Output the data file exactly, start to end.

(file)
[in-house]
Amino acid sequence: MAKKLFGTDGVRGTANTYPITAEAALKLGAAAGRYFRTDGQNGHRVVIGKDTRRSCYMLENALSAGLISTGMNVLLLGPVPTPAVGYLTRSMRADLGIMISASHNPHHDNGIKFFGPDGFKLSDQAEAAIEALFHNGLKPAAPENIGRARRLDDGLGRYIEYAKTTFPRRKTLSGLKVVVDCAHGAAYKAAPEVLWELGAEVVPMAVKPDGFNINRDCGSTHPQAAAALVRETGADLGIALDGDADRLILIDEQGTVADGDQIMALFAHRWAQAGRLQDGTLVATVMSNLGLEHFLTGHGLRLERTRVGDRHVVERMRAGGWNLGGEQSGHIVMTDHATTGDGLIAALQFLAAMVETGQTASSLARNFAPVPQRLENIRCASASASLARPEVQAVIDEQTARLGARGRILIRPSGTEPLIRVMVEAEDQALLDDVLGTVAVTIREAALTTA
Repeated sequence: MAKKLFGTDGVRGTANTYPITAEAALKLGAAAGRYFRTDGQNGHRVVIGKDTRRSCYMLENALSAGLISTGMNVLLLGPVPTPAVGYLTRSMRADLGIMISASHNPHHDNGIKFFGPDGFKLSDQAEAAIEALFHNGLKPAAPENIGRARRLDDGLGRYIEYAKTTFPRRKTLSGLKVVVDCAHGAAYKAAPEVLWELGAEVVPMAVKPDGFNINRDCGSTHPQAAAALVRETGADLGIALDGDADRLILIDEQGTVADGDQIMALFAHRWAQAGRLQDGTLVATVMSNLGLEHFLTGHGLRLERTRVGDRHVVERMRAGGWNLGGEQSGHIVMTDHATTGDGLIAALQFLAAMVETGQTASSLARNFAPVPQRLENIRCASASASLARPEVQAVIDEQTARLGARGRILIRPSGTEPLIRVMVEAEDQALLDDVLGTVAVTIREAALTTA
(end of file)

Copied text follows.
[in-house]
Amino acid sequence: MAKKLFGTDGVRGTANTYPITAEAALKLGAAAGRYFRTDGQNGHRVVIGKDTRRSCYMLENALSAGLISTGMNVLLLGPVPTPAVGYLTRSMRADLGIMISASHNPHHDNGIKFFGPDGFKLSDQAEAAIEALFHNGLKPAAPENIGRARRLDDGLGRYIEYAKTTFPRRKTLSGLKVVVDCAHGAAYKAAPEVLWELGAEVVPMAVKPDGFNINRDCGSTHPQAAAALVRETGADLGIALDGDADRLILIDEQGTVADGDQIMALFAHRWAQAGRLQDGTLVATVMSNLGLEHFLTGHGLRLERTRVGDRHVVERMRAGGWNLGGEQSGHIVMTDHATTGDGLIAALQFLAAMVETGQTASSLARNFAPVPQRLENIRCASASASLARPEVQAVIDEQTARLGARGRILIRPSGTEPLIRVMVEAEDQALLDDVLGTVAVTIREAALTTA
Repeated sequence: MAKKLFGTDGVRGTANTYPITAEAALKLGAAAGRYFRTDGQNGHRVVIGKDTRRSCYMLENALSAGLISTGMNVLLLGPVPTPAVGYLTRSMRADLGIMISASHNPHHDNGIKFFGPDGFKLSDQAEAAIEALFHNGLKPAAPENIGRARRLDDGLGRYIEYAKTTFPRRKTLSGLKVVVDCAHGAAYKAAPEVLWELGAEVVPMAVKPDGFNINRDCGSTHPQAAAALVRETGADLGIALDGDADRLILIDEQGTVADGDQIMALFAHRWAQAGRLQDGTLVATVMSNLGLEHFLTGHGLRLERTRVGDRHVVERMRAGGWNLGGEQSGHIVMTDHATTGDGLIAALQFLAAMVETGQTASSLARNFAPVPQRLENIRCASASASLARPEVQAVIDEQTARLGARGRILIRPSGTEPLIRVMVEAEDQALLDDVLGTVAVTIREAALTTA